The unexpected resignation of Travis Kalanick as Uber’s CEO under pressure from investors and series of controversies around largest technology startup, has focused the spotlight on the role of the governing boards of online companies, including Nigeria and other developing countries.
Investors are increasingly becoming more involved in steering the fortunes of domestic Internet companies after pouring in millions of dollars into them in 2014 and 2015, according to The Economics Times.
The boards of several emerging companies, mostly comprising investors, are seeking to insert professional executives as chief operating or business officers as entrepreneurs struggle to cope with a tougher funding and business environment for startups.
Responsibility lies with board too
Kalanick was forced to resign by investors including Benchmark and Fidelity following a series of scandals and allegations of mismanagement. The ouster of one of the most tenacious tech entrepreneurs who took on governments and created a disruptive global business potentially signals the end of the ‘cult of the founder’ era, in which no questions were asked as long as companies delivered growth.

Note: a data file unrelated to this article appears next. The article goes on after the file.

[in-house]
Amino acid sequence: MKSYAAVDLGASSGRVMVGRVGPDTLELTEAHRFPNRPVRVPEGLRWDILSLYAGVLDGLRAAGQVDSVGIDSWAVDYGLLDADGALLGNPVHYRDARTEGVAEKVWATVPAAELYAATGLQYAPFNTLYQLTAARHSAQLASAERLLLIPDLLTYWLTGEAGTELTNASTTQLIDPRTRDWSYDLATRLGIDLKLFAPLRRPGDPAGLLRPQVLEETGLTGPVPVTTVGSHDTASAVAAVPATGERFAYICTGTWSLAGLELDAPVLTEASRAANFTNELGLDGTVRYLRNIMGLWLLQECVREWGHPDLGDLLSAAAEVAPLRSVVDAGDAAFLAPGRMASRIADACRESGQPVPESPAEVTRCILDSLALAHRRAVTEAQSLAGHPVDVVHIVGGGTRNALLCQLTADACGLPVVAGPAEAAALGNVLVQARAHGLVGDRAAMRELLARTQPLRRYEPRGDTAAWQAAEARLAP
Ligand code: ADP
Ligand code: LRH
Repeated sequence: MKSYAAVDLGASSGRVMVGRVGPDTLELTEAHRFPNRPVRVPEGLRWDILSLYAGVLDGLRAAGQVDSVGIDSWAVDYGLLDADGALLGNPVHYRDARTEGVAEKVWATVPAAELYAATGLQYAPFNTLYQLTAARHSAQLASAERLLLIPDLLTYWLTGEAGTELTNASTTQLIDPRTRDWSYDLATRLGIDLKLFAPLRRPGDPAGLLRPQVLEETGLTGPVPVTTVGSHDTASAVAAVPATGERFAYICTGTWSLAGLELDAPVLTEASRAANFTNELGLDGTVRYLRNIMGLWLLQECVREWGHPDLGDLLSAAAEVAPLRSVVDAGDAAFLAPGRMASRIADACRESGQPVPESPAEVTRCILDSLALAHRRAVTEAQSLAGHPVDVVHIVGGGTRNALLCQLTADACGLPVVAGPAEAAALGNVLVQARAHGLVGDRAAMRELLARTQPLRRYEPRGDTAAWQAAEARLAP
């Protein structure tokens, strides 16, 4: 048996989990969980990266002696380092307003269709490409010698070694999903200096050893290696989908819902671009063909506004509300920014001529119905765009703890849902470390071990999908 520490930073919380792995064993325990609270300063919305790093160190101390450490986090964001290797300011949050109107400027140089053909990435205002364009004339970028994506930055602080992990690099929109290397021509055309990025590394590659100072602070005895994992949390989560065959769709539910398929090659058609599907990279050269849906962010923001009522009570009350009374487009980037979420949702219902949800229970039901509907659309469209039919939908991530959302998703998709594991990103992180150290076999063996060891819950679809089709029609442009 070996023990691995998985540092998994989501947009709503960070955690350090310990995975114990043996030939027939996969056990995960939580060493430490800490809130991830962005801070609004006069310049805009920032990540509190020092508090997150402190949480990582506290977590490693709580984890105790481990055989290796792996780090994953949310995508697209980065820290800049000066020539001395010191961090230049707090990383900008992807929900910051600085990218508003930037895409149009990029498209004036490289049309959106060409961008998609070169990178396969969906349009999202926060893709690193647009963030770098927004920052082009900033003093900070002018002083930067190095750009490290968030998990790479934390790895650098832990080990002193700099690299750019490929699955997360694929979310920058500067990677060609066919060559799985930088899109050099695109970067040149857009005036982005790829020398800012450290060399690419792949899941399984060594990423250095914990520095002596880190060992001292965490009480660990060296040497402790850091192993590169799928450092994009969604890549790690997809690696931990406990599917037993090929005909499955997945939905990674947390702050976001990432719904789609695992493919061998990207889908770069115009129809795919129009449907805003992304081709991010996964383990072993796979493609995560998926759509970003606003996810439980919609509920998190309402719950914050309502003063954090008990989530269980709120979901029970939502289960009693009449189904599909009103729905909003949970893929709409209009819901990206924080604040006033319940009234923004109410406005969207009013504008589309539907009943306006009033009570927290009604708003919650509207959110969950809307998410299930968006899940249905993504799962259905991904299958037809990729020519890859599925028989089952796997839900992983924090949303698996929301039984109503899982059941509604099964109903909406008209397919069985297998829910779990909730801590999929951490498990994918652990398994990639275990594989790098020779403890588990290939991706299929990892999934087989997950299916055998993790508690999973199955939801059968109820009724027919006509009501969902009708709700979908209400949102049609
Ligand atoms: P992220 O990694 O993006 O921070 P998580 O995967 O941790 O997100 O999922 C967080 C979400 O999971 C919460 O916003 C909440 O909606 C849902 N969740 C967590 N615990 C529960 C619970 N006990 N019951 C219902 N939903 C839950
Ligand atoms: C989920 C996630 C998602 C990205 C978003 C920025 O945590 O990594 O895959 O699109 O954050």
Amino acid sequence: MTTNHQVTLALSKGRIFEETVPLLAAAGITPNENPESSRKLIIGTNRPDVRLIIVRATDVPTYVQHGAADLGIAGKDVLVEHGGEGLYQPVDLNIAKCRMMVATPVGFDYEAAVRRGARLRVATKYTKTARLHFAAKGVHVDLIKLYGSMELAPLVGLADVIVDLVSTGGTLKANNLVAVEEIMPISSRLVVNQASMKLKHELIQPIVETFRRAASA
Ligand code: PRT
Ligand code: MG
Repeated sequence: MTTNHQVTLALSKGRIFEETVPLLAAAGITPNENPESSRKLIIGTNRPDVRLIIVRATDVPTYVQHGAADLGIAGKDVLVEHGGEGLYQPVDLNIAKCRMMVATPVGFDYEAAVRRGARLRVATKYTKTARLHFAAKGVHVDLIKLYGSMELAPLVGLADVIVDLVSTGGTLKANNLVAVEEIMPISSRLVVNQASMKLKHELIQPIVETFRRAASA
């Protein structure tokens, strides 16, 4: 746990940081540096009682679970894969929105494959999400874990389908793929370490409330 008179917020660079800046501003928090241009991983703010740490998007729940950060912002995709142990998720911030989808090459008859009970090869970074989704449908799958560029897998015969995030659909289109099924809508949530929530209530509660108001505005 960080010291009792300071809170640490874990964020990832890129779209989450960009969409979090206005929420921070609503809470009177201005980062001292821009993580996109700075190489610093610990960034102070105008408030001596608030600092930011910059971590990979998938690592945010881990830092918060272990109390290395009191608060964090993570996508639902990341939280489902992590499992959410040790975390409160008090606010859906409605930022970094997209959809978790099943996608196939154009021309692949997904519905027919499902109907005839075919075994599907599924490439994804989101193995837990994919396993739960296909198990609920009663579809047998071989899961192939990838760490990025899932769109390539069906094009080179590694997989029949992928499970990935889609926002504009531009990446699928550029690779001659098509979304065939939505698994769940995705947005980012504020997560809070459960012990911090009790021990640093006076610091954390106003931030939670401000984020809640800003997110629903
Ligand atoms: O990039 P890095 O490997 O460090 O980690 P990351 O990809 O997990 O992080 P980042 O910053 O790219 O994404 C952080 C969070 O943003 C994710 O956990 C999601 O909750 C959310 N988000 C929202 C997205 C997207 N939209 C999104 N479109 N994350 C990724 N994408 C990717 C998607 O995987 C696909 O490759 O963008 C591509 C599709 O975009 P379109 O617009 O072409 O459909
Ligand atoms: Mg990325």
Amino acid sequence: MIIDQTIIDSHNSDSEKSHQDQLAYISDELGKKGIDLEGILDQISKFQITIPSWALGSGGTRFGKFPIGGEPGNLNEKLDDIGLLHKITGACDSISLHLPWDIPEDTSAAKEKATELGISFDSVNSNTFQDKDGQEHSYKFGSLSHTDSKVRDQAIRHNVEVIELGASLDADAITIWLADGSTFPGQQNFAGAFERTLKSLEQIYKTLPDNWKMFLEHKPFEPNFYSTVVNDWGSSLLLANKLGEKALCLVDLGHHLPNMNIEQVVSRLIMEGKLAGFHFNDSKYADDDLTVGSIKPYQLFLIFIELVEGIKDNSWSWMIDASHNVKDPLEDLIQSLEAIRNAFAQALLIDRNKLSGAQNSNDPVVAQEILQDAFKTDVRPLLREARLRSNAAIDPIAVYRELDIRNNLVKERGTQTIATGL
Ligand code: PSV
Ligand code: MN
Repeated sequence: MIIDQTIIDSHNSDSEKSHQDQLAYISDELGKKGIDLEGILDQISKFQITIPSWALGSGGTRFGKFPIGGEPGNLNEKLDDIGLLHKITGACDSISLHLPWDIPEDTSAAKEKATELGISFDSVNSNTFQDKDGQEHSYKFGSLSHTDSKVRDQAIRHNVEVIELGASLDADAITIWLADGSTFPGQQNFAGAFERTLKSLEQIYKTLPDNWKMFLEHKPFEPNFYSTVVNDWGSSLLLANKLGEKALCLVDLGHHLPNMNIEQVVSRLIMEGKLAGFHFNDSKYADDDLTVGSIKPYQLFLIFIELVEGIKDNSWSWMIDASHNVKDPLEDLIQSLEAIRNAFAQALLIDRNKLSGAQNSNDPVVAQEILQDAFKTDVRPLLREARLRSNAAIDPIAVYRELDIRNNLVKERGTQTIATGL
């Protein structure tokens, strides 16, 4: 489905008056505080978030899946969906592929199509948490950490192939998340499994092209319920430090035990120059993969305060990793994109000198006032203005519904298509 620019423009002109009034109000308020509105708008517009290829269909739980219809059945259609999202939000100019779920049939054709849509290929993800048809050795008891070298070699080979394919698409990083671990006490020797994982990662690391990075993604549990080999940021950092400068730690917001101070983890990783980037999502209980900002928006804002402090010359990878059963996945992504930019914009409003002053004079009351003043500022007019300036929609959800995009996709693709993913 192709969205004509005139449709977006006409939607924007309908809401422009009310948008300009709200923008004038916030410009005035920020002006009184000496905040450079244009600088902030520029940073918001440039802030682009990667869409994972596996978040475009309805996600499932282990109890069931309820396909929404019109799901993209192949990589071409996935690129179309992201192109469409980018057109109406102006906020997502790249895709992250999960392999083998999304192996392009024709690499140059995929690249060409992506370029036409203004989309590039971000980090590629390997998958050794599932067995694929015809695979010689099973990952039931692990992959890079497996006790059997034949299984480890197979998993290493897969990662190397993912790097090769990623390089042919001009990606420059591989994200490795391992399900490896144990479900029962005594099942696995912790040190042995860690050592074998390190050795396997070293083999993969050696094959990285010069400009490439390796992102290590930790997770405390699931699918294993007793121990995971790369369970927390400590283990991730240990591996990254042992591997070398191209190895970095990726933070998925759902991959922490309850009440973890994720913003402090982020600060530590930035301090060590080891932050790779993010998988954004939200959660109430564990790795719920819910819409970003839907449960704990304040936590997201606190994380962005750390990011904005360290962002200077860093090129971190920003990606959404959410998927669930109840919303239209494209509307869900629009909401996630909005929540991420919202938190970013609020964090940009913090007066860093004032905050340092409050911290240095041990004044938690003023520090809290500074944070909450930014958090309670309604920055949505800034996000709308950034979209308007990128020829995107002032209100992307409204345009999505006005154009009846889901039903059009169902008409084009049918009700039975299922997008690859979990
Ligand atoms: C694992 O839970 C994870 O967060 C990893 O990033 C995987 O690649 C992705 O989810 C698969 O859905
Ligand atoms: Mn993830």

The Economics Times quotes K Ganesh, serial entrepreneur and cofounder of startup incubator GrowthStory, who said that Kalanick’s exit is a “wake-up call for everybody in the ecosystem.” “Investors and boards have to set the tone and culture and define what is acceptable and what is unacceptable behaviour”.
In India, domestic Internet giants Flipkart and Snapdeal have already seen their investors — Tiger Global Management and Soft-Bank, respectively — take more control as the companies struggled with business execution. At Flipkart, former Tiger Global executive Kalyan Krishnamurthy took charge as CEO earlier this year after joining as COO, and at Snapdeal, SoftBank is leading discussions to sell the company.
Courtesy The Economics Times